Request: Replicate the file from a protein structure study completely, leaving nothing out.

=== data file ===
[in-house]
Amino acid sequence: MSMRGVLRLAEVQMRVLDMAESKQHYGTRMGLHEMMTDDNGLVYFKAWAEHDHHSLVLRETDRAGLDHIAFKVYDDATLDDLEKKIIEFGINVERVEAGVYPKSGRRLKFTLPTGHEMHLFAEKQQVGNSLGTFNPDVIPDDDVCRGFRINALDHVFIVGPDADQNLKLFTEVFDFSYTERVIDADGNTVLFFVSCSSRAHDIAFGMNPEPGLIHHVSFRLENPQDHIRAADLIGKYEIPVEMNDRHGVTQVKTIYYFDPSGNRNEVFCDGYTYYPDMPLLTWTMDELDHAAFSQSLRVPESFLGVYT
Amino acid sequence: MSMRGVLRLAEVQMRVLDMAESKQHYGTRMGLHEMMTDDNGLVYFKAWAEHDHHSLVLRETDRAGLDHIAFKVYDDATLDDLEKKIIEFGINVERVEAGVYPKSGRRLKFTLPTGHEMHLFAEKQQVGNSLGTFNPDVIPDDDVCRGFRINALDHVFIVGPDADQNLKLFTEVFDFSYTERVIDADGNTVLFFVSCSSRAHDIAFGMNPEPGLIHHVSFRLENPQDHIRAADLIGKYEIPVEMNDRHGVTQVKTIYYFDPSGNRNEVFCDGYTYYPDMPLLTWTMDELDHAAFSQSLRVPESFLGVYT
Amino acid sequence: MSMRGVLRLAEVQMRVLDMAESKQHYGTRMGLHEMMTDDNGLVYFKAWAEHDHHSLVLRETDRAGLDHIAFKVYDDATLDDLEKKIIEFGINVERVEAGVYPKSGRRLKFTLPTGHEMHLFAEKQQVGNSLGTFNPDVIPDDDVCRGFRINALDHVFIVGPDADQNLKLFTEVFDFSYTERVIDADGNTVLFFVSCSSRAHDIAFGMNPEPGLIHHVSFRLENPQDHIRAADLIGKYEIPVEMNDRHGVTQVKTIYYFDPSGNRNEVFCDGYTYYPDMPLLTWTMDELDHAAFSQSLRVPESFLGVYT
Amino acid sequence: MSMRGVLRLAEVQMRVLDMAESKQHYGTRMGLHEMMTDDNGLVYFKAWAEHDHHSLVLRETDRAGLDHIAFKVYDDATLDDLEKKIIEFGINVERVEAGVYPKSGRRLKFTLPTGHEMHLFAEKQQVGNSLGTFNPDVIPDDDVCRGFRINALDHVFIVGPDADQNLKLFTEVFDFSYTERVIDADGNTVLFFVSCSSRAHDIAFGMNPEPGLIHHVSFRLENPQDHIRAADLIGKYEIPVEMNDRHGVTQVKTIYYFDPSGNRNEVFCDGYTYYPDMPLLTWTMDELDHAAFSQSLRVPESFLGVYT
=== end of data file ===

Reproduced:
[in-house]
Amino acid sequence: MSMRGVLRLAEVQMRVLDMAESKQHYGTRMGLHEMMTDDNGLVYFKAWAEHDHHSLVLRETDRAGLDHIAFKVYDDATLDDLEKKIIEFGINVERVEAGVYPKSGRRLKFTLPTGHEMHLFAEKQQVGNSLGTFNPDVIPDDDVCRGFRINALDHVFIVGPDADQNLKLFTEVFDFSYTERVIDADGNTVLFFVSCSSRAHDIAFGMNPEPGLIHHVSFRLENPQDHIRAADLIGKYEIPVEMNDRHGVTQVKTIYYFDPSGNRNEVFCDGYTYYPDMPLLTWTMDELDHAAFSQSLRVPESFLGVYT
Amino acid sequence: MSMRGVLRLAEVQMRVLDMAESKQHYGTRMGLHEMMTDDNGLVYFKAWAEHDHHSLVLRETDRAGLDHIAFKVYDDATLDDLEKKIIEFGINVERVEAGVYPKSGRRLKFTLPTGHEMHLFAEKQQVGNSLGTFNPDVIPDDDVCRGFRINALDHVFIVGPDADQNLKLFTEVFDFSYTERVIDADGNTVLFFVSCSSRAHDIAFGMNPEPGLIHHVSFRLENPQDHIRAADLIGKYEIPVEMNDRHGVTQVKTIYYFDPSGNRNEVFCDGYTYYPDMPLLTWTMDELDHAAFSQSLRVPESFLGVYT
Amino acid sequence: MSMRGVLRLAEVQMRVLDMAESKQHYGTRMGLHEMMTDDNGLVYFKAWAEHDHHSLVLRETDRAGLDHIAFKVYDDATLDDLEKKIIEFGINVERVEAGVYPKSGRRLKFTLPTGHEMHLFAEKQQVGNSLGTFNPDVIPDDDVCRGFRINALDHVFIVGPDADQNLKLFTEVFDFSYTERVIDADGNTVLFFVSCSSRAHDIAFGMNPEPGLIHHVSFRLENPQDHIRAADLIGKYEIPVEMNDRHGVTQVKTIYYFDPSGNRNEVFCDGYTYYPDMPLLTWTMDELDHAAFSQSLRVPESFLGVYT
Amino acid sequence: MSMRGVLRLAEVQMRVLDMAESKQHYGTRMGLHEMMTDDNGLVYFKAWAEHDHHSLVLRETDRAGLDHIAFKVYDDATLDDLEKKIIEFGINVERVEAGVYPKSGRRLKFTLPTGHEMHLFAEKQQVGNSLGTFNPDVIPDDDVCRGFRINALDHVFIVGPDADQNLKLFTEVFDFSYTERVIDADGNTVLFFVSCSSRAHDIAFGMNPEPGLIHHVSFRLENPQDHIRAADLIGKYEIPVEMNDRHGVTQVKTIYYFDPSGNRNEVFCDGYTYYPDMPLLTWTMDELDHAAFSQSLRVPESFLGVYT